We study the structure and dynamics of spherical high density lipoprotein (HDL) particles through coarse-grained multi-microsecond molecular dynamics simulations. We simulate both a lipid droplet without the apolipoprotein A-I (apoA-I) and the full HDL particle including two apoA-I molecules surrounding the lipid compartment. The present models are the first ones among computational studies where the size and lipid composition of HDL are realistic, corresponding to human serum HDL. We focus on the role of lipids in HDL structure and dynamics. Particular attention is paid to the assembly of lipids and the influence of lipid-protein interactions on HDL properties. We find that the properties of lipids depend significantly on their location in the particle (core, intermediate region, surface). Unlike the hydrophobic core, the intermediate and surface regions are characterized by prominent conformational lipid order. Yet, not only the conformations but also the dynamics of lipids are found to be distinctly different in the different regions of HDL, highlighting the importance of dynamics in considering the functionalization of HDL. The structure of the lipid droplet close to the HDL-water interface is altered by the presence of apoA-Is, with most prominent changes being observed for cholesterol and polar lipids. For cholesterol, slow trafficking between the surface layer and the regimes underneath is observed. The lipid-protein interactions are strongest for cholesterol, in particular its interaction with hydrophobic residues of apoA-I. Our results reveal that not only hydrophobicity but also conformational entropy of the molecules are the driving forces in the formation of HDL structure. The results provide the first detailed structural model for HDL and its dynamics with and without apoA-I, and indicate how the interplay and competition between entropy and detailed interactions may be used in nanoparticle and drug design through self-assembly.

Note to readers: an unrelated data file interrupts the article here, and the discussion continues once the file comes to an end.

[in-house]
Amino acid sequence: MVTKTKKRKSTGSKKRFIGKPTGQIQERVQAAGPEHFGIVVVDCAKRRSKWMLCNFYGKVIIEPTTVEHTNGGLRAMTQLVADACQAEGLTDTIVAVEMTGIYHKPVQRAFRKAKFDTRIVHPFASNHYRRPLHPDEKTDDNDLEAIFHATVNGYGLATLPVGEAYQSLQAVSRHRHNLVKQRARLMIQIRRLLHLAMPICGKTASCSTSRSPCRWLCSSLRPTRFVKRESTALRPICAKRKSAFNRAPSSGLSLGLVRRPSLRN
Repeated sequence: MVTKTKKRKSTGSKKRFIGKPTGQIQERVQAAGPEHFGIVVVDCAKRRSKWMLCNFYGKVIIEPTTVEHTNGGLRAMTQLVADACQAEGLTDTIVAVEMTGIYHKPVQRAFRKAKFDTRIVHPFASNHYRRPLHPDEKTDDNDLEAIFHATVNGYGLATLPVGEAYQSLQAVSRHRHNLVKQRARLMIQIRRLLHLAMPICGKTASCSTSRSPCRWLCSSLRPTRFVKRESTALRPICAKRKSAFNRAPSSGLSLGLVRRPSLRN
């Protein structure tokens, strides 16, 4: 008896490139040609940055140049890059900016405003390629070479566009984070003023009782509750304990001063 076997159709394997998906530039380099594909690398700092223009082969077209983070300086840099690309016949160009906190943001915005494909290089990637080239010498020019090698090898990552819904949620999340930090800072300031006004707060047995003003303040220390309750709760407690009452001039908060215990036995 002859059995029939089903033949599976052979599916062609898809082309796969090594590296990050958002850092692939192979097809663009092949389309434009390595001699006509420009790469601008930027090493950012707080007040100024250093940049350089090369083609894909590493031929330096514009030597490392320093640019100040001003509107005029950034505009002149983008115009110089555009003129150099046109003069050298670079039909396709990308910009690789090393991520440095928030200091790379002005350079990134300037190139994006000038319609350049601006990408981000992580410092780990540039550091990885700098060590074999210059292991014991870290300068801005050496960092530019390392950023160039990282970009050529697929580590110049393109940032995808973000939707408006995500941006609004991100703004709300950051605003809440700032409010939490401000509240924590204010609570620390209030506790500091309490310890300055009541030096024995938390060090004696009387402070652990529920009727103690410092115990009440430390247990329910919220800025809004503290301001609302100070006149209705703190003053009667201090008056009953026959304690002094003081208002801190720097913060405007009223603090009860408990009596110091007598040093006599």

Author Summary